I was waiting for some visitors at the airport. At SeaTac, you stand at the top of the escalator waiting for people to come out from the shuttle station. I was starting at the escalator for quite some time and decided to see just how slow a shot I could take with the cellphone. Using ProShot, I have a lot of shutter speed control but the brightness does eventually overwhelm things a bit. However, it was still possible to play with some interesting effects with the steps blurring out along with anyone standing on them!
A while back I saw a Scott Kelby video on YouTube about the HDR functionality in Lightroom and that in Photoshop. I had assumed that they were the same prior to seeing his video but he showed that the Photoshop version of the HDR was significantly cleaner than that in Lightroom. I was interested in how this could be but I wasn’t too concerned. The Lightroom version was so easy to use I figured the impact was not so much that it would show up in my shots.
Then, I found out I was wrong. I was in the cockpit of the Comet at the Museum of Flight’s restoration facility at Paine Field. I took a sequence for HDR because the cockpit is very dark but the view out of the windows is much brighter. It isn’t particularly important since the view outside is nothing special but I did it anyway since I was there. The lighter shot had quite a bit of shadow noise and, when I created the HDR in Lightroom, the noise was very conspicuous on the finished version. I decided to try it in Photoshop to see what happened. The difference was significant. I include both of the full shots as processed along with the section of cockpit shadow so you can see the impact.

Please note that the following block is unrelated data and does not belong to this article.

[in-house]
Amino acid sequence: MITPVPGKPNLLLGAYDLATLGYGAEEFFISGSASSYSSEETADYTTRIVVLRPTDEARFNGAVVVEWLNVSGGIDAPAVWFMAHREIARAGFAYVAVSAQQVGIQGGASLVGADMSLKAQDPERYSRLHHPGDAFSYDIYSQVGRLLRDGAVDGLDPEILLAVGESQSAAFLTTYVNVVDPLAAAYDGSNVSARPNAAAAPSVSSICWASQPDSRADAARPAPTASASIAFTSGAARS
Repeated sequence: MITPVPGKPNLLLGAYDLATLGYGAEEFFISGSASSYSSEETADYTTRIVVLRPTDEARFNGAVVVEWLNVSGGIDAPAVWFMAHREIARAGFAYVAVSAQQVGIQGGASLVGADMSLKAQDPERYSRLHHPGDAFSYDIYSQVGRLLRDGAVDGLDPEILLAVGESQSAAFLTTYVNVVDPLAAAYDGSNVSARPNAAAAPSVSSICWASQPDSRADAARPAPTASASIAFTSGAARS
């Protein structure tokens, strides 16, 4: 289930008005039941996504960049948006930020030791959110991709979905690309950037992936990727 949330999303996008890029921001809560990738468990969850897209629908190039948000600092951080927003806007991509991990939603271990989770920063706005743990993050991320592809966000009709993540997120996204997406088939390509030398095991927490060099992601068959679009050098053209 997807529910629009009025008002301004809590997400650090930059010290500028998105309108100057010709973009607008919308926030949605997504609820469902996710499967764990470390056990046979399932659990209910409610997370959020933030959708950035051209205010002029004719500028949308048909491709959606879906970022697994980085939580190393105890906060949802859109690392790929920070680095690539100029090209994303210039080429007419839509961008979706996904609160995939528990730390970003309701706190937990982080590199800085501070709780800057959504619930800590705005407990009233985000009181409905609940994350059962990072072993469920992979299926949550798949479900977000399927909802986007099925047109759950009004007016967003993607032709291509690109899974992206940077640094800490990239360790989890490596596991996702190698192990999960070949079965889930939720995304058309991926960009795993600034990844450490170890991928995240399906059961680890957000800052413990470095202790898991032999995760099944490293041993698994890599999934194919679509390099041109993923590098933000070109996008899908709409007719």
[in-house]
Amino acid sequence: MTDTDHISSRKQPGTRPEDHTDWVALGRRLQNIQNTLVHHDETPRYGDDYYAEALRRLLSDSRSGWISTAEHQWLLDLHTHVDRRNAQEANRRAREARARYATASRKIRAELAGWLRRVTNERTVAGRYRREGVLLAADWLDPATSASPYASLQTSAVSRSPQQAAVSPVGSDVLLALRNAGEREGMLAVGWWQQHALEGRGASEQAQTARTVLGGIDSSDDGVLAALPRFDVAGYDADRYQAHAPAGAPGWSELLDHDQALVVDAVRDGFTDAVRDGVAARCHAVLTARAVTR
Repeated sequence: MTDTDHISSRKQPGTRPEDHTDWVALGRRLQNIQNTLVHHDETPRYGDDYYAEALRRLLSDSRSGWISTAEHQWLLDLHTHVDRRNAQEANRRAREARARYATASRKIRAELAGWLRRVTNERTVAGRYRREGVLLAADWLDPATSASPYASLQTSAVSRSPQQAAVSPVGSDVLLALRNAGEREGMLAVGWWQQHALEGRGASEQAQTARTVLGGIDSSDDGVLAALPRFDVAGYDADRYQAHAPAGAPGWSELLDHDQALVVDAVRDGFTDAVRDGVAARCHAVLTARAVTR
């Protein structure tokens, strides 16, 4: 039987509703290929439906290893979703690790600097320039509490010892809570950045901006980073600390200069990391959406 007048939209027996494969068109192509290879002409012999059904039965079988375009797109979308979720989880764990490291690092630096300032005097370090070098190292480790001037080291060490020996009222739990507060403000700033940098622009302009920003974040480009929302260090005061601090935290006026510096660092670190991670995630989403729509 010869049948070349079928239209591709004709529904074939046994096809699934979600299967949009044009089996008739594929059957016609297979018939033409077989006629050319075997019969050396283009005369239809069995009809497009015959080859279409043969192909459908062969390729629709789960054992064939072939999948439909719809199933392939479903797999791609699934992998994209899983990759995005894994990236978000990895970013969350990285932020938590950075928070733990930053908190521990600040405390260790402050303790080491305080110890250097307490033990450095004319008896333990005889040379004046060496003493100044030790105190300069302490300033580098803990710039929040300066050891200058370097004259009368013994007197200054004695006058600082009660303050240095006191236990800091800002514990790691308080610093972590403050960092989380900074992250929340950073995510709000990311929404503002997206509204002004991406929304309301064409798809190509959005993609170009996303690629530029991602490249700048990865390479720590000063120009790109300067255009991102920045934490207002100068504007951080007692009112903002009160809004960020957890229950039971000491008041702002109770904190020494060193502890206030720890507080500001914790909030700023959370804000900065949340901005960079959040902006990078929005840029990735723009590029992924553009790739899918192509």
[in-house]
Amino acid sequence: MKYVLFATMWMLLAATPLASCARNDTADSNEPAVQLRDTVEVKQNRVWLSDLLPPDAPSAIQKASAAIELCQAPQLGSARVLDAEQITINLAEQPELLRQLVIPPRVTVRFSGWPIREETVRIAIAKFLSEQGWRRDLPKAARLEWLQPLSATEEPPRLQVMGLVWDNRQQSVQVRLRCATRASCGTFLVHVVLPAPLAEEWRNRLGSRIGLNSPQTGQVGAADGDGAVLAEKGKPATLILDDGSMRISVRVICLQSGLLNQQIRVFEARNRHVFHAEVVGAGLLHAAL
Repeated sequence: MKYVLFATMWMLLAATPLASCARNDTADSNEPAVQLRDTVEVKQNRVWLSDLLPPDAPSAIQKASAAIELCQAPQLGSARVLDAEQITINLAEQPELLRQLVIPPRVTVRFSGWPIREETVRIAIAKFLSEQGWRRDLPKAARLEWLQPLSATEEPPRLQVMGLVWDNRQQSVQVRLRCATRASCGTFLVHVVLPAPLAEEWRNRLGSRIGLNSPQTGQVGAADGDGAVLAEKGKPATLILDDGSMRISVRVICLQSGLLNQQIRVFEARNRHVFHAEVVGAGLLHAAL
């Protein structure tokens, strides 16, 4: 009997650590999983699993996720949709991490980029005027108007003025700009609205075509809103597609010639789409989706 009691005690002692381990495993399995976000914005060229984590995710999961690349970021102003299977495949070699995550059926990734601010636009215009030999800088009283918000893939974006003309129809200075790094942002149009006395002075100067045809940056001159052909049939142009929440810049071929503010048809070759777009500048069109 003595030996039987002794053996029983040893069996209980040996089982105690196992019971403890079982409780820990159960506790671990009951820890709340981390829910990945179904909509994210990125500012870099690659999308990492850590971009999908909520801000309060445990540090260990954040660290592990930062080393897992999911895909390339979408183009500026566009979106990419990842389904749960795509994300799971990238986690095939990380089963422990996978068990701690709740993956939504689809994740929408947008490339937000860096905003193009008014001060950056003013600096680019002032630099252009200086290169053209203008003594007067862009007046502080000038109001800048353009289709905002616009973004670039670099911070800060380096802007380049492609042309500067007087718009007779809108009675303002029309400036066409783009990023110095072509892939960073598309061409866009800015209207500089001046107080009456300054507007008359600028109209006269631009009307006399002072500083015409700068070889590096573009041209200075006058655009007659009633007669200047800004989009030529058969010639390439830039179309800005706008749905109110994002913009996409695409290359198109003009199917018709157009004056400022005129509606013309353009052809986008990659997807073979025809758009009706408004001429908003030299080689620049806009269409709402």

I was downloading shots from two cards into Lightroom when one of the downloads seemed to hang. I have seen this before and on those occasions, removing the card and starting again did the trick. This time it didn’t and, when I reinserted the card, the computer said I needed to reformat it. I thought I would try it back in the camera to see if that was okay but no joy. Time for RescuePro Deluxe again. I wrote about using this previously. I had an issue with it one time when I tried a recovery and the same thing happened this time. The card drive letter doesn’t show up (nor do any of the others).
There is a simple fix to see them all which is to press the H key. However, I hadn’t made a note of that previously and couldn’t remember. Fortunately, their help desk gave me the code and the pictures were all swiftly recovered. (I jest. The program works well but recovering everything it can find on a 64Gb card and then working through that to find the files you really want rather than something from months previously is a bit of a slow process. Still, it is a lot better than the alternative of having no shots!)
In previous posts I have described my efforts at scanning old negatives using a digital camera, macro lens and a light table. I have had mixed success with the process for converting the negatives into positives with some films responding better than others. I was okay with the output but thought things could be better. A YouTube video showed up on my page that was about scanning negatives with a digital camera and I decided to watch to see if they did anything different to me. The technique for shooting the negatives was similar enough but they introduced me to a Lightroom plugin called Negative Lab Pro.